Dissertation/Thesis Abstract

The impact of digestive enzymes in the ruminant animal
by Keomanivong, Faithe Elizabeth, Ph.D., North Dakota State University, 2016, 188; 10244582
Abstract (Summary)

Understanding the enzymatic activity in ruminant digestive systems is essential for securing adequate growth, reproduction and overall metabolism. In order to evaluate the impact of various nutritional sources and dietary strategies on enzymatic activity, five experiments were designed. Experiment 1 examined the influence of nutrient restriction and melatonin supplementation on maternal and fetal pancreatic development. Experiment 2 explored various phases of the reproductive cycle and the impact of intravenous arginine infusion amid differing levels of feed intake. Experiment 3 determined the effectiveness of realimentation during advancing stages of gestation. Experiments 4 and 5 examined the impact of variable rations on ruminal pH, NH3, VFA, total gas and methane concentration and enzymatic activity in steers consuming rations of fine- vs coarse-rolled corn and 20% vs 40% DDGS (Experiment 4) and corn vs barley based diets with low- vs moderate-oil DDGS (Experiment 5). Overall, nutrient restriction caused reduced BW, pancreatic mass and pancreatic enzyme activity in mature animals. In Experiment 1, the addition of dietary melatonin diminished the impact of nutrient restriction on maternal pancreatic mass and α-amylase activity while reducing the secretion of insulin and size of insulin-containing cell clusters. Fetal pancreatic enzymes were unaffected by treatment, however, pancreatic morphology exhibited greater insulin-containing cell cluster size in fetuses from adequately fed dams. In Experiment 2, arginine infusion did not alter pancreatic exocrine or endocrine function during the various luteal stage phases. In Experiment 3, realimentation during different stages of gestation decreased the impact of reduced feed intake and, in some cases, allowed for compensatory gain of the exocrine pancreas. The maternal and fetal endocrine pancreas was unaffected. Mature animals had greater changes in pancreatic exocrine secretions whereas fetuses differed mainly in endocrine function as a result of improper nutritional status. Comparison of pancreatic tissue revealed a greater quantity, and larger size, of insulin-containing cell clusters in fetuses which appear to separate as the animal matures. Differences in rumen enzymatic activity was found in Experiments 4 and 5, however, despite changes in lag time of gas production or ruminal degradation rates, the concentration of greenhouse gases (CH4 or CO2) produced were unaffected.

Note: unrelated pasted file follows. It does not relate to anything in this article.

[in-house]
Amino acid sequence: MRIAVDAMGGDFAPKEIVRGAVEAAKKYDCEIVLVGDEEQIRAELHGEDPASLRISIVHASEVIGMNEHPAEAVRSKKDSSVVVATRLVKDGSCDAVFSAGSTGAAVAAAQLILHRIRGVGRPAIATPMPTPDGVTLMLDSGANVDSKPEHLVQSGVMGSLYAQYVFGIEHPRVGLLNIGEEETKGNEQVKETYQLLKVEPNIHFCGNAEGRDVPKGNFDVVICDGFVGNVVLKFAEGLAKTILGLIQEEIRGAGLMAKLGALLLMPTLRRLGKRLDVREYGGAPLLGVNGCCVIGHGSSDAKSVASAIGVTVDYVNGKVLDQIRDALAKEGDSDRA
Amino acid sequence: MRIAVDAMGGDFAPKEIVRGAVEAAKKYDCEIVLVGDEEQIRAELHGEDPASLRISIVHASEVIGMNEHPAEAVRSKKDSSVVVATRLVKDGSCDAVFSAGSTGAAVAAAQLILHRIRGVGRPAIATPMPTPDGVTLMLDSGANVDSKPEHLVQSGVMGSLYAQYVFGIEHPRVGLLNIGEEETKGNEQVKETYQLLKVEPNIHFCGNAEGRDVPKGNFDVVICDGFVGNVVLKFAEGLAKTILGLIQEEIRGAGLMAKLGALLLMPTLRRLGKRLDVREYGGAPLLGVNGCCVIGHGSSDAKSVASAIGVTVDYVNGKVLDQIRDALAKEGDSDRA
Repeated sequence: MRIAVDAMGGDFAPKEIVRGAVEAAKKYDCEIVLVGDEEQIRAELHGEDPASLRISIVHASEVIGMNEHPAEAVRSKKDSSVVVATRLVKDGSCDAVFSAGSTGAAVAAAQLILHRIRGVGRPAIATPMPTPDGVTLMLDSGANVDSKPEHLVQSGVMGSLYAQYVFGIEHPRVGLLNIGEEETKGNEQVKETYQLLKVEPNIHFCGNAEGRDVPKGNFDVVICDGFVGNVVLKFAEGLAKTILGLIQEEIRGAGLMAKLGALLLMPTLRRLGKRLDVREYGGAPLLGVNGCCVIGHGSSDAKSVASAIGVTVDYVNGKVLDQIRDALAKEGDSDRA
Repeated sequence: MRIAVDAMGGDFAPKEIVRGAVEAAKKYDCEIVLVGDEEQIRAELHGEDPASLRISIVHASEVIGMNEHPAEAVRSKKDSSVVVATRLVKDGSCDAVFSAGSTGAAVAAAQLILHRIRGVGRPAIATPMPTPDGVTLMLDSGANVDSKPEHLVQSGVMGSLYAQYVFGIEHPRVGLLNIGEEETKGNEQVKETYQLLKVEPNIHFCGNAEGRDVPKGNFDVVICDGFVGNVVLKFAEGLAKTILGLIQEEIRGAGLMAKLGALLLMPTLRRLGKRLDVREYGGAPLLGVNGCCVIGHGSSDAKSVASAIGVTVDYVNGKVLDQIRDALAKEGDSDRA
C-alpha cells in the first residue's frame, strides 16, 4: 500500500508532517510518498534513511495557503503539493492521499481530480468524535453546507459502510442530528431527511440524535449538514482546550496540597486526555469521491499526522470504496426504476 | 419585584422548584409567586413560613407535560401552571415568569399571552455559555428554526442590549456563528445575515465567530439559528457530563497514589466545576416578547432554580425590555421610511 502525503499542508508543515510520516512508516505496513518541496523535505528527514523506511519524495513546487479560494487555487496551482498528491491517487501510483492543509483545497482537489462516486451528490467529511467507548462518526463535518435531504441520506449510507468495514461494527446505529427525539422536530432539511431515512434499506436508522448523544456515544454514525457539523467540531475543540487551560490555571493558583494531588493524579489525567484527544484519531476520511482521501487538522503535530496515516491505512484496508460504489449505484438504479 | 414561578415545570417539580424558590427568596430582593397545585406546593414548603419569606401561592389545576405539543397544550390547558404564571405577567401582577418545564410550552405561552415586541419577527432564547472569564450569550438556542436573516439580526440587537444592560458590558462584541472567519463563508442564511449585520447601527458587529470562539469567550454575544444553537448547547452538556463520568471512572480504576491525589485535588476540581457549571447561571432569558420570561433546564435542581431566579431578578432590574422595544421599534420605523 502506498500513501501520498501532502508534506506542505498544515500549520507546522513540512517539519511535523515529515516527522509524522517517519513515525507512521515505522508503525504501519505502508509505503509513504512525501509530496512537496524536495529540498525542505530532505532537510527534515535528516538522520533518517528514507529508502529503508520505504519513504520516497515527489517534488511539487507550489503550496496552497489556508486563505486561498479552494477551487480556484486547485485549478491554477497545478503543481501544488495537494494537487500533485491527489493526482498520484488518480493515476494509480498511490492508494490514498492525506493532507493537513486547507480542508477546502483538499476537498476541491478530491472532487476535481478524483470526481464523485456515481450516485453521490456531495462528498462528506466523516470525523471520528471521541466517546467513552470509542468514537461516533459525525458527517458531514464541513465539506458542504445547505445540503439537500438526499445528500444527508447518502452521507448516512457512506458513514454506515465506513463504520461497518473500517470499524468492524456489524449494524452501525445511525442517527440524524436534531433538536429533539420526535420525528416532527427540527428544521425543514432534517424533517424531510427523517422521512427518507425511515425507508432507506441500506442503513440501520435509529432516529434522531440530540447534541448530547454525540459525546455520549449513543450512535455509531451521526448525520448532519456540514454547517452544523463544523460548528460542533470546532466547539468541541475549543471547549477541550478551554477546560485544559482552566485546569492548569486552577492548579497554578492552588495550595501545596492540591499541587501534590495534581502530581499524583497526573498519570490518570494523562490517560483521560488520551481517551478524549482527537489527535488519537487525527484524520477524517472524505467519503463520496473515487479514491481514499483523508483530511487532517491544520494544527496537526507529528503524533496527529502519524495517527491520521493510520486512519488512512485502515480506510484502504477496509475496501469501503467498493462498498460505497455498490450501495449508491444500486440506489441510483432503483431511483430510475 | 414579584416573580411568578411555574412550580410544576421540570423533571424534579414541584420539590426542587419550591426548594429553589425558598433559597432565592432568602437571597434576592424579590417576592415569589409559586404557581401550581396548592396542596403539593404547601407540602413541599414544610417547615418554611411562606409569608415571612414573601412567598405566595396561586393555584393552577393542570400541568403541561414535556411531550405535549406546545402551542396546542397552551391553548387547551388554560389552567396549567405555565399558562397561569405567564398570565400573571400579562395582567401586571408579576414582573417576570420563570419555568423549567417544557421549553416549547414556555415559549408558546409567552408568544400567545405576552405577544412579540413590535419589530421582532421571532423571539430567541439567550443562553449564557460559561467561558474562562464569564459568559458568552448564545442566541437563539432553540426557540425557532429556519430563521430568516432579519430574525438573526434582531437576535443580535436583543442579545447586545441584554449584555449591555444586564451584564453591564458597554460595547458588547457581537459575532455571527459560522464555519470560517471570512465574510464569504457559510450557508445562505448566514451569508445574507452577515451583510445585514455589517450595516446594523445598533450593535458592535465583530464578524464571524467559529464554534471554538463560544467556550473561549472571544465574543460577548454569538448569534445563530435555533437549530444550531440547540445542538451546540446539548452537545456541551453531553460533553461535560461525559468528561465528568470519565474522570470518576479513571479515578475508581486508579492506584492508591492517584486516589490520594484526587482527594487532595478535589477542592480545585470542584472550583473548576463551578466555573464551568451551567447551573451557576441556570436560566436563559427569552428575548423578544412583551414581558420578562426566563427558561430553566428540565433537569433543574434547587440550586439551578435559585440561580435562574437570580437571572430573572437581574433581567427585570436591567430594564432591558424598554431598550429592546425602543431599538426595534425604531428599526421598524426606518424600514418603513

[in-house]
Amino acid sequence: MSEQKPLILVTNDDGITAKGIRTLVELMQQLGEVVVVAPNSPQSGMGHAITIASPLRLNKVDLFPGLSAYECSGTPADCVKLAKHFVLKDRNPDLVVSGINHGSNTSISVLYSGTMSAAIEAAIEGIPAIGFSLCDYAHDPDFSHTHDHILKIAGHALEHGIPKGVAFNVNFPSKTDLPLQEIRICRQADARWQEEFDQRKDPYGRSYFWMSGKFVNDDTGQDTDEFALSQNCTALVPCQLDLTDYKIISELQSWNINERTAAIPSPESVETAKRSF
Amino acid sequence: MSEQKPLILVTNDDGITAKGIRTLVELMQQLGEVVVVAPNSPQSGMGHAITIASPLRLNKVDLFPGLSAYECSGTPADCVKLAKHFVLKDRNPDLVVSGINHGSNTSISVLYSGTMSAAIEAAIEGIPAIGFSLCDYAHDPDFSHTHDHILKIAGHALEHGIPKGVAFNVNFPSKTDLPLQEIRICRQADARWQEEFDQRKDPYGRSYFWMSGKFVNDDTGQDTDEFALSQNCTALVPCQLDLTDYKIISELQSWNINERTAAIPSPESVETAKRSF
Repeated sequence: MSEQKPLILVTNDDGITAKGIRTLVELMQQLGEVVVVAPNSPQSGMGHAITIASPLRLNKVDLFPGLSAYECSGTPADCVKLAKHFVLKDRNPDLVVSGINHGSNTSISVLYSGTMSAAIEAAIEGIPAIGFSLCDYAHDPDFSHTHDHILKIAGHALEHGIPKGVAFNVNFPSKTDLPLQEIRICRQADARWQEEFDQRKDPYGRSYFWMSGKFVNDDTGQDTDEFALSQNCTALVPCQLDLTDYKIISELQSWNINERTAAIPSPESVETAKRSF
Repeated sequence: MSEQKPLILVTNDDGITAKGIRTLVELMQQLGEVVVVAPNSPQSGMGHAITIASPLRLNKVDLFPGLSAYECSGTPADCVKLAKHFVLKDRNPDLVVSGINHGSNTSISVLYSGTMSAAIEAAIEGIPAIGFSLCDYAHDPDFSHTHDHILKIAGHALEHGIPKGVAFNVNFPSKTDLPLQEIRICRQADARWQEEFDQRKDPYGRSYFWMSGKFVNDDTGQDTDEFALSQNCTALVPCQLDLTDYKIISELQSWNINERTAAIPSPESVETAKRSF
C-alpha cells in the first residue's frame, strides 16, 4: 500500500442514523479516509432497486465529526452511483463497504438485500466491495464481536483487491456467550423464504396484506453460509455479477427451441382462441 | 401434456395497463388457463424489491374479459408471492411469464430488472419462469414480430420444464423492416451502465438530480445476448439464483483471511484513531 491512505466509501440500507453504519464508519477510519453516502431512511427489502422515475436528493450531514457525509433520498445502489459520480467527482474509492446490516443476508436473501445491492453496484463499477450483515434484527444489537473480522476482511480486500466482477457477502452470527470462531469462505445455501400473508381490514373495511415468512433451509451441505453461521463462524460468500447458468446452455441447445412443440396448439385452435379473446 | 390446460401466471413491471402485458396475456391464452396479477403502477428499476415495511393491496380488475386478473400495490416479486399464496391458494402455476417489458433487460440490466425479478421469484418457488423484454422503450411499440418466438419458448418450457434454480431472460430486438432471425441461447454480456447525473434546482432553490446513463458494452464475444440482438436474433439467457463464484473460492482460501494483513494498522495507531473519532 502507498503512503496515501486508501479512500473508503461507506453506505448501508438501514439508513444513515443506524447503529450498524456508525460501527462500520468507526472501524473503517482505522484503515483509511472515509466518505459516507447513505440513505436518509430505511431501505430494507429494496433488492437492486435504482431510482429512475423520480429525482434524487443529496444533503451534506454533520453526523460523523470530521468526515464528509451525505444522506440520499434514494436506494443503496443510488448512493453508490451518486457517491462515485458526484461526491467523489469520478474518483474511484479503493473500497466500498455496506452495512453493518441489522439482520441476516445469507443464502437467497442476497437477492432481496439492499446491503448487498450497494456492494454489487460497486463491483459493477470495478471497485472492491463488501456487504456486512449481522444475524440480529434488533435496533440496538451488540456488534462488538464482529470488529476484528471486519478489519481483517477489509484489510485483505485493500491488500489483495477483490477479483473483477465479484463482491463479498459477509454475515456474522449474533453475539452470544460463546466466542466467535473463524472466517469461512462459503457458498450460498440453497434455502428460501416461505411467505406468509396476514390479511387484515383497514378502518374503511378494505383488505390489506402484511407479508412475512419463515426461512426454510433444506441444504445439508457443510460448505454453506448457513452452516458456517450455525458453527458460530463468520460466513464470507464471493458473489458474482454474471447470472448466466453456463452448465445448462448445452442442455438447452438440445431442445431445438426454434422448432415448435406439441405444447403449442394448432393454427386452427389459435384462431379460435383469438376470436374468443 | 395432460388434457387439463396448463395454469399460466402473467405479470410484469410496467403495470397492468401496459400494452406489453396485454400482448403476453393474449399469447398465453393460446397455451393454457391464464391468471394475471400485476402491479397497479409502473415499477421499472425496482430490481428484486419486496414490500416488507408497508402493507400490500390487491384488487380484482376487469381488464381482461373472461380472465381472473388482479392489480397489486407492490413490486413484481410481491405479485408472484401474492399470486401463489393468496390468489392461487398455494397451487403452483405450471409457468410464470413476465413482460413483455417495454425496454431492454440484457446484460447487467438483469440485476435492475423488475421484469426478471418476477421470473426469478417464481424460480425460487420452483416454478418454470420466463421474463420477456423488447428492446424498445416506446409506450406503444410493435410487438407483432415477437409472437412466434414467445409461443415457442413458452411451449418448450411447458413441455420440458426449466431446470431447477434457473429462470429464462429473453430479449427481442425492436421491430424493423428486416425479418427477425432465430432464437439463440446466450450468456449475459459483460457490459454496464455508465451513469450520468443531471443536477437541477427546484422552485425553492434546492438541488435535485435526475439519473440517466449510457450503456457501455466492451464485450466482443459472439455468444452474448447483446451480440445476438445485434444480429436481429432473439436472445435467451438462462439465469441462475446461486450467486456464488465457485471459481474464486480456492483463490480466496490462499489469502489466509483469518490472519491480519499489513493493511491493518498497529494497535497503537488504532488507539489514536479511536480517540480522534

Indexing (document details)
Advisor: Swanson, Kendall C.
Commitee: Bauer, Marc L., Caton, Joel S., Reynolds, Lawrence P., Sedivec, Kevin K.
School: North Dakota State University
Department: Animal Sciences
School Location: United States -- North Dakota
Source: DAI-B 78/05(E), Dissertation Abstracts International
Source Type: DISSERTATION
Subjects: Animal sciences
Keywords: Enzyme, Methane, Pancreas, Rumen
Publication Number: 10244582
ISBN: 9781369460919
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